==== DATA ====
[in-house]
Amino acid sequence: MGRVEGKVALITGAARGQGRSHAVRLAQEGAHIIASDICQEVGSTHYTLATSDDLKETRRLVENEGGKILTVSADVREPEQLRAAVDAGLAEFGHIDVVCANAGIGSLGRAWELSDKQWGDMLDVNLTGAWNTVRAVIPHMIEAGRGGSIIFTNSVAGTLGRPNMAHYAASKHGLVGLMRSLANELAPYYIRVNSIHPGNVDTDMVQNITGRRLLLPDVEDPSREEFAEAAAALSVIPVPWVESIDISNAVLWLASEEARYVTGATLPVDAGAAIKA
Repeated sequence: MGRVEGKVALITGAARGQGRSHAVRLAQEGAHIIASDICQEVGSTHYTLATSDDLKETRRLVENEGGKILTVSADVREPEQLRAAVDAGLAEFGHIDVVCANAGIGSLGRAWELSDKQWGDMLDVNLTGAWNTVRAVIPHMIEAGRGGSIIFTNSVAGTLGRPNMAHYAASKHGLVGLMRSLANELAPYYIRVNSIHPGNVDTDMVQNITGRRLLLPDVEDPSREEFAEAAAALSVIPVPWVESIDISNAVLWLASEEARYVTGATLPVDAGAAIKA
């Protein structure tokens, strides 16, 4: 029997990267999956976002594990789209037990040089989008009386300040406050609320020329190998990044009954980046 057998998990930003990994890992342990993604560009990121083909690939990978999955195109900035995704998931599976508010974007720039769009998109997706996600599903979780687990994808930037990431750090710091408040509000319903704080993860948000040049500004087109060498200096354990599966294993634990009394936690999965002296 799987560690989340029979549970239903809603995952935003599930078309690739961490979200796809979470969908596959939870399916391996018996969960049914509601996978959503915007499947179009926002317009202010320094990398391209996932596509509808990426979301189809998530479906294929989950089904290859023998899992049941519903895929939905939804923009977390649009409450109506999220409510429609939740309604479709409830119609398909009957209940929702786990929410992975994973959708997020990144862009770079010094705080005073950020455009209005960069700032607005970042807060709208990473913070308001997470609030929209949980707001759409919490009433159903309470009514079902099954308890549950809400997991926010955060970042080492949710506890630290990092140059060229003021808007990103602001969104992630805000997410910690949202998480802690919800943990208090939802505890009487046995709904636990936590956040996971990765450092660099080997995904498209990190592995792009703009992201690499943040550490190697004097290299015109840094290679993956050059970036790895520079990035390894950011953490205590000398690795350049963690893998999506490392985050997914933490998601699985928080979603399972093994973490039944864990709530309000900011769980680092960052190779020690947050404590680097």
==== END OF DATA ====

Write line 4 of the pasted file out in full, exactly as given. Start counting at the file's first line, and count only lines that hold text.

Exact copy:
């Protein structure tokens, strides 16, 4: 029997990267999956976002594990789209037990040089989008009386300040406050609320020329190998990044009954980046 057998998990930003990994890992342990993604560009990121083909690939990978999955195109900035995704998931599976508010974007720039769009998109997706996600599903979780687990994808930037990431750090710091408040509000319903704080993860948000040049500004087109060498200096354990599966294993634990009394936690999965002296 799987560690989340029979549970239903809603995952935003599930078309690739961490979200796809979470969908596959939870399916391996018996969960049914509601996978959503915007499947179009926002317009202010320094990398391209996932596509509808990426979301189809998530479906294929989950089904290859023998899992049941519903895929939905939804923009977390649009409450109506999220409510429609939740309604479709409830119609398909009957209940929702786990929410992975994973959708997020990144862009770079010094705080005073950020455009209005960069700032607005970042807060709208990473913070308001997470609030929209949980707001759409919490009433159903309470009514079902099954308890549950809400997991926010955060970042080492949710506890630290990092140059060229003021808007990103602001969104992630805000997410910690949202998480802690919800943990208090939802505890009487046995709904636990936590956040996971990765450092660099080997995904498209990190592995792009703009992201690499943040550490190697004097290299015109840094290679993956050059970036790895520079990035390894950011953490205590000398690795350049963690893998999506490392985050997914933490998601699985928080979603399972093994973490039944864990709530309000900011769980680092960052190779020690947050404590680097």